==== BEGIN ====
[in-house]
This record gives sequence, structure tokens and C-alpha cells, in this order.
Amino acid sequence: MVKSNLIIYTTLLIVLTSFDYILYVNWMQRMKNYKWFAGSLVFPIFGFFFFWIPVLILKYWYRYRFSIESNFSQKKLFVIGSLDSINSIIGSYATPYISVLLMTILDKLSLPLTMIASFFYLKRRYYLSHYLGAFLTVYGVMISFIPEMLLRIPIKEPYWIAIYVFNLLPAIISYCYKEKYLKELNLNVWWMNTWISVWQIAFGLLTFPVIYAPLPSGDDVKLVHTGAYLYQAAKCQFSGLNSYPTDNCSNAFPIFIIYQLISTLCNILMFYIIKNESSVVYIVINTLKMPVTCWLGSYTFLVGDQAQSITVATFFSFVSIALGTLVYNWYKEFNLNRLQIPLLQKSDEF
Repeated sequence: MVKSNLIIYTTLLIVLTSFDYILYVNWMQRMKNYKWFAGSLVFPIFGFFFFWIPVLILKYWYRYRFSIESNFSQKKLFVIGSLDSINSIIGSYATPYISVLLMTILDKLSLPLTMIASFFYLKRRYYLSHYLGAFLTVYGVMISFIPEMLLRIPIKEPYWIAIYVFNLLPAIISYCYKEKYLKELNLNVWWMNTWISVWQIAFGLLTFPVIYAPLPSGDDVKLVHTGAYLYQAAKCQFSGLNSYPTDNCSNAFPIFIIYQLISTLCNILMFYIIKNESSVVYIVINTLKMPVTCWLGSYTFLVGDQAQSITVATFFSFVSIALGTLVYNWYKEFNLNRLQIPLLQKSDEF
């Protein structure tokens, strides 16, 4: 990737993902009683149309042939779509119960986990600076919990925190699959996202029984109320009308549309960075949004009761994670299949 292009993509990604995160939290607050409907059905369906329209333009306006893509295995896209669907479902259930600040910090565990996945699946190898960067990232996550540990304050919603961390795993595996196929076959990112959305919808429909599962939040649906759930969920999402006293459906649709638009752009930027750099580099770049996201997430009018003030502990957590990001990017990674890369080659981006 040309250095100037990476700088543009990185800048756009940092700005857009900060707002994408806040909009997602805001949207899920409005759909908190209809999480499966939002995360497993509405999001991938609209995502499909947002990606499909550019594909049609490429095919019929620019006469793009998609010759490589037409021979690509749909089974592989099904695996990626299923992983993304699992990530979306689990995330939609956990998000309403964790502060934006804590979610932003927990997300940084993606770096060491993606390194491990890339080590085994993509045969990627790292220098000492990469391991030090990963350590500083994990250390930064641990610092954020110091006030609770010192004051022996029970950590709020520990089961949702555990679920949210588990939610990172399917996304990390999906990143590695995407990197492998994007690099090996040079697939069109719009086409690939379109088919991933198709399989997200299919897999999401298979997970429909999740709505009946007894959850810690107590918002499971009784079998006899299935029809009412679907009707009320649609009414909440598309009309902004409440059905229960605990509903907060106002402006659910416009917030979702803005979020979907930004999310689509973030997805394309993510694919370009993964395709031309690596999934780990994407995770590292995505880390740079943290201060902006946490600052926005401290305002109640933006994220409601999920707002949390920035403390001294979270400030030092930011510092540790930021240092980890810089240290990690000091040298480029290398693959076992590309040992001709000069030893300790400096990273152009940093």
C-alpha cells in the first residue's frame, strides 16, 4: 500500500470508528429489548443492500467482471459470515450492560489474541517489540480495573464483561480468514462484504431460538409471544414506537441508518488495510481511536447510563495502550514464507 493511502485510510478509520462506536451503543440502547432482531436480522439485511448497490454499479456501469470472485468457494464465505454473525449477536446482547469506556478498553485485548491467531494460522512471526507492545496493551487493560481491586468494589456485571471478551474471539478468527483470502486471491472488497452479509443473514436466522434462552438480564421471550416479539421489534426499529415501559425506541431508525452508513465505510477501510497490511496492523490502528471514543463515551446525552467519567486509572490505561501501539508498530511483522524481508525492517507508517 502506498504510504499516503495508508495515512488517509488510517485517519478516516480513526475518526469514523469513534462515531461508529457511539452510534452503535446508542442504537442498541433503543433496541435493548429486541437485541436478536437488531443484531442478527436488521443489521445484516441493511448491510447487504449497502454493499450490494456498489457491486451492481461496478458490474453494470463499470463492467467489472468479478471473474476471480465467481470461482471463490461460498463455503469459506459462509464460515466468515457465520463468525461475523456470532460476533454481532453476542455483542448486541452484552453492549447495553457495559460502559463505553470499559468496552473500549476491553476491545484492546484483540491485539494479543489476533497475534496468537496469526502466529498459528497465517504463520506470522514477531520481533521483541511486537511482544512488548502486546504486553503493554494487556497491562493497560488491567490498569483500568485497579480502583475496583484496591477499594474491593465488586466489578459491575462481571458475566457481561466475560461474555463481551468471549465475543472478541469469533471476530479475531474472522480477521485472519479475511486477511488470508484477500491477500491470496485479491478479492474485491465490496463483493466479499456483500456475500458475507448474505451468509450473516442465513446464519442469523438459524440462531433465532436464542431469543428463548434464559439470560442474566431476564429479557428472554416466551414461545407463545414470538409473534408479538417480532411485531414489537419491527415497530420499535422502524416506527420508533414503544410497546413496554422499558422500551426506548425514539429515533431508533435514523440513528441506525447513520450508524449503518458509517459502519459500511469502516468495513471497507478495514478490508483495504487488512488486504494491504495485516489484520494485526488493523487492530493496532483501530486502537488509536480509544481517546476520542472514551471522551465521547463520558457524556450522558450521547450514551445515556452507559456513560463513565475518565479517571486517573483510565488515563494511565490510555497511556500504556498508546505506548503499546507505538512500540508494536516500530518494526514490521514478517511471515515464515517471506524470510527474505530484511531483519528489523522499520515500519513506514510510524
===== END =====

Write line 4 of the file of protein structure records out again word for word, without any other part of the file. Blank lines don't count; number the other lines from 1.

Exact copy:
Repeated sequence: MVKSNLIIYTTLLIVLTSFDYILYVNWMQRMKNYKWFAGSLVFPIFGFFFFWIPVLILKYWYRYRFSIESNFSQKKLFVIGSLDSINSIIGSYATPYISVLLMTILDKLSLPLTMIASFFYLKRRYYLSHYLGAFLTVYGVMISFIPEMLLRIPIKEPYWIAIYVFNLLPAIISYCYKEKYLKELNLNVWWMNTWISVWQIAFGLLTFPVIYAPLPSGDDVKLVHTGAYLYQAAKCQFSGLNSYPTDNCSNAFPIFIIYQLISTLCNILMFYIIKNESSVVYIVINTLKMPVTCWLGSYTFLVGDQAQSITVATFFSFVSIALGTLVYNWYKEFNLNRLQIPLLQKSDEF